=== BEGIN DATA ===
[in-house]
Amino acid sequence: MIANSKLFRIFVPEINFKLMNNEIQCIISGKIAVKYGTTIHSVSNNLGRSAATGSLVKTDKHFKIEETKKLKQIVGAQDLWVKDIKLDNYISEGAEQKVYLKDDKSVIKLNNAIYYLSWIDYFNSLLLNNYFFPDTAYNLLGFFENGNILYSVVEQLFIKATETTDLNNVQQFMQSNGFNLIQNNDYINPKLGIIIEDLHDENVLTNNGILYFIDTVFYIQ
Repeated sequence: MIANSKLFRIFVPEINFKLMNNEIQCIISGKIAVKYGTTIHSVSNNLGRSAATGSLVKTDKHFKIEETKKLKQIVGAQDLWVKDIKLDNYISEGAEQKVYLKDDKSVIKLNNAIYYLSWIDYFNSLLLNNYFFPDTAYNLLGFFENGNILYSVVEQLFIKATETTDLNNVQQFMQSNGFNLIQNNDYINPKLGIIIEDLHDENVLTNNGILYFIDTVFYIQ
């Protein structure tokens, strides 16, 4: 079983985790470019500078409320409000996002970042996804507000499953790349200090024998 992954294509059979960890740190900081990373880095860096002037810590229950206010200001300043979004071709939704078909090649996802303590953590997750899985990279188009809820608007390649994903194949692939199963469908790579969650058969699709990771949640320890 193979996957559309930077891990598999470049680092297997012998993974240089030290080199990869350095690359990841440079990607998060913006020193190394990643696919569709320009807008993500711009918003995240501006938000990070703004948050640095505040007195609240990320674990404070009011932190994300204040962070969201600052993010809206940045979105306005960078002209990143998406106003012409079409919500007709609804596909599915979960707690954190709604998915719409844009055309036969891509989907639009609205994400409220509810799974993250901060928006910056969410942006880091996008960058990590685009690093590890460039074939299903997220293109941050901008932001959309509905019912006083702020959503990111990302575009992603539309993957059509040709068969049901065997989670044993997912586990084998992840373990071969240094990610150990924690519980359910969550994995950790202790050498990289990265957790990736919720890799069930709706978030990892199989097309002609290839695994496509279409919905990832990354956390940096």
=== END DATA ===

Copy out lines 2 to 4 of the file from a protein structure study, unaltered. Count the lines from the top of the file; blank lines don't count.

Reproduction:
Amino acid sequence: MIANSKLFRIFVPEINFKLMNNEIQCIISGKIAVKYGTTIHSVSNNLGRSAATGSLVKTDKHFKIEETKKLKQIVGAQDLWVKDIKLDNYISEGAEQKVYLKDDKSVIKLNNAIYYLSWIDYFNSLLLNNYFFPDTAYNLLGFFENGNILYSVVEQLFIKATETTDLNNVQQFMQSNGFNLIQNNDYINPKLGIIIEDLHDENVLTNNGILYFIDTVFYIQ
Repeated sequence: MIANSKLFRIFVPEINFKLMNNEIQCIISGKIAVKYGTTIHSVSNNLGRSAATGSLVKTDKHFKIEETKKLKQIVGAQDLWVKDIKLDNYISEGAEQKVYLKDDKSVIKLNNAIYYLSWIDYFNSLLLNNYFFPDTAYNLLGFFENGNILYSVVEQLFIKATETTDLNNVQQFMQSNGFNLIQNNDYINPKLGIIIEDLHDENVLTNNGILYFIDTVFYIQ
């Protein structure tokens, strides 16, 4: 079983985790470019500078409320409000996002970042996804507000499953790349200090024998 992954294509059979960890740190900081990373880095860096002037810590229950206010200001300043979004071709939704078909090649996802303590953590997750899985990279188009809820608007390649994903194949692939199963469908790579969650058969699709990771949640320890 193979996957559309930077891990598999470049680092297997012998993974240089030290080199990869350095690359990841440079990607998060913006020193190394990643696919569709320009807008993500711009918003995240501006938000990070703004948050640095505040007195609240990320674990404070009011932190994300204040962070969201600052993010809206940045979105306005960078002209990143998406106003012409079409919500007709609804596909599915979960707690954190709604998915719409844009055309036969891509989907639009609205994400409220509810799974993250901060928006910056969410942006880091996008960058990590685009690093590890460039074939299903997220293109941050901008932001959309509905019912006083702020959503990111990302575009992603539309993957059509040709068969049901065997989670044993997912586990084998992840373990071969240094990610150990924690519980359910969550994995950790202790050498990289990265957790990736919720890799069930709706978030990892199989097309002609290839695994496509279409919905990832990354956390940096």